This article originally appeared on VICE US.
Alan stopped cruising for sex at public parks in Southern California for a month after the COVID-19 lockdowns began on March 19th, but has since been twice. As social distancing recommendations continue, he believes it’s naïve to think that guys will just stop having sex in parks altogether. “We have animal instincts, and we have a right to indulge in our desires,” Alan, whose name has been changed for privacy reasons, explained to VICE through Squirt, a website known for its cruising listings. "Sex is the main reason why I live life right now. If I didn’t have this outlet, I don’t think I’d be around much longer,” he continued.
Many people are looking for anonymous park sex on Squirt, which operates internationally, despite the pandemic. It might be difficult to imagine why anybody would risk having sex with strangers in public when there are over 100,000 coronavirus deaths in the U.S. alone. But the reason relates to something that’s rarely discussed in the national conversations around COVID-19.
“Sex and human contact are basic human needs,” said Scott A. Kramer, a psychotherapist serving the LGBTQ+ community in New York. “It’s like eating and drinking water. Without addressing [these needs], we are ignoring a huge issue, and we’re doing our community an enormous disservice.”
“People get so pent up and so involved in their needing to stay in that, sometimes, without any physical contact, or if they don’t go out at all to see anyone, what can happen is there can be sort of this explosion of behavior that can be harmful,” Kramer explained.
Greg, a 61 year-old man who works in the trucking industry whose name has also been changed for privacy reasons, believes that “people will stop having sex in parks at about the same time that Donald Trump gets a soul and admits he is a compulsive, lying psychopath,” he told VICE. He believes that sex is a “biological imperative,” and it’s illogical to think people will hold off as social distancing continues long-term. Greg also pointed out that sex continued during the HIV/AIDS epidemic. (At that time, activists centered the conversation around harm reduction, rather than abstinence.)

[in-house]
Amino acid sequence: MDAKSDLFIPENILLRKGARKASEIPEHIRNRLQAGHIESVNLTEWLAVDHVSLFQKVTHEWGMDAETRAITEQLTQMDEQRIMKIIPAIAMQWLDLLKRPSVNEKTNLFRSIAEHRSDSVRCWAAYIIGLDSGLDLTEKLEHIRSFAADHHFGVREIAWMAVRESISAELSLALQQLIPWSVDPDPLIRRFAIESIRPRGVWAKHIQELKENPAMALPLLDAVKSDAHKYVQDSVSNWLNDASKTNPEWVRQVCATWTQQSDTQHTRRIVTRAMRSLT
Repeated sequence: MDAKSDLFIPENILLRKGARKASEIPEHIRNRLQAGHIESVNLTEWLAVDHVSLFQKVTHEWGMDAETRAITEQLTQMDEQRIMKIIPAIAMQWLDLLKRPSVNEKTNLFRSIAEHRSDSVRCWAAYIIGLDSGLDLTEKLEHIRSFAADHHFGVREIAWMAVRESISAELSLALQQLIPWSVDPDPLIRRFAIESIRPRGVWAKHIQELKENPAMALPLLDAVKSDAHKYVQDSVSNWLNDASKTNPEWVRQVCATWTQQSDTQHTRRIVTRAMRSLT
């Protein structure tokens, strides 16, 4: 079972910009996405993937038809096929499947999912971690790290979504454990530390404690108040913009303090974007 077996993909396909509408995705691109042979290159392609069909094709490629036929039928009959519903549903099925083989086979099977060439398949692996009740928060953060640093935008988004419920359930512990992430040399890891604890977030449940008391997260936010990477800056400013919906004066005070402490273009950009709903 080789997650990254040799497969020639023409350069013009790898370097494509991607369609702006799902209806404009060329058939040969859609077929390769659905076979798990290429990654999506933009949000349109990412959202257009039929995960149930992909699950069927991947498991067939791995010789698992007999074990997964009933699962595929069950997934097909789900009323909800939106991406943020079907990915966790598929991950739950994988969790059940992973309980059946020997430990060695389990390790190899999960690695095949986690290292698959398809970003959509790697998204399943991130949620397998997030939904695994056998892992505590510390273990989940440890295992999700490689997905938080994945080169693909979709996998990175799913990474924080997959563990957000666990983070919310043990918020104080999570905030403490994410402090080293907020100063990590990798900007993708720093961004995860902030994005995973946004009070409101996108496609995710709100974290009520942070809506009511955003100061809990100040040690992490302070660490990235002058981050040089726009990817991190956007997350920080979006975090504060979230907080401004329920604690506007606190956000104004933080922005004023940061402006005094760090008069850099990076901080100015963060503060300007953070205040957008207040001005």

When asked about precautions he takes when having sex in parks, Greg didn’t indicate any measures that were meaningful to preventing the spread of COVID-19he goes by appearances, and won’t go through with an encounter if somebody “looks sloppy [or] unkempt, [or] smokes.” Even if he avoids visibly ill people, Greg risks coming into contact with people who are presymptomatic or asymptomatic, in a situation that would allow the virus to spread.
John, whose name has been changed for privacy reasons, stayed away from park cruising in southwestern Ontario for three to four weeks after the lockdowns. He told VICE he’s been back to the parks two times for sex, and admits a “weakness” for “risky public encounters.” “The experience was a little more intense,” John said in an email to VICE. “[There was] definitely more fear of not only being caught, but also possibly getting COVID. I made sure to really grill my hookups about their health and where they have been."
In order to keep people safe while still satisfying their sexual desires, Kramer suggested not shaming them for acting on their feelings, a common online activity. “It’s going to make them maybe go out and do it again,” Kramer says. Shaming can drive behavior underground, and could increase the behavior if it’s fueled by anxiety.
Like shaming, abstinence-only approaches are proven not to work. A harm reduction approach, by contrast, can curb negative outcomes by educating people about how to reduce risk, rather than expecting them to not do the risky thing at all.
If we accept sex as essential, the next step is publicly talking about actual ways people can have safer sexual contact beyond a mere Zoom session, as Kramer suggested. “If we can come up with some realistic ways where people can interact face to face that makes sense for them, and where they feel safe, then I think that’s the best way to go.”
He believed that these conversations are already happening amongst friends, but thought it will be necessary to breach the topic on a larger scale. Policymakers and health experts could help the public think about the difference between low and high-risk activities, and help them accept that there are going to be people who take more risks despite the warnings.
“People have been experiencing sexual abstinence but not based on choice,” Kramer said. “If people want to meet… there can be ways to do that safely, like jerking off a safe distance from each other. Or having some very trusted partners that you know have been isolating.”
In a guest opinion piece in the Bay Area Reporter in April, writer Alan Lessik covered a variety of no-risk options that most of us know about, like using sex toys or watching porn. For low-risk sex with another person, he suggested shacking up with a playmate during the lockdown to create a safer-sex bubble, after each person follows a 14-day quarantine. During the quarantine, both people can leave the home so long as they follow social distancing and cleanliness protocols inside and outside of the home.
For what Lessik describes as “low-medium risk,” he suggested having a trusted and exclusive sex partner outside of the home for the duration of the pandemic, after both quarantine for 14 days as well.
“Sex is important,” Kramer reiterated, which is probably the best explanation as to why these guys cruise the bushes during a pandemic. “If it’s not talked about, like the way it’s usually not talked about, then we wind up with uninformed people taking too many risks.”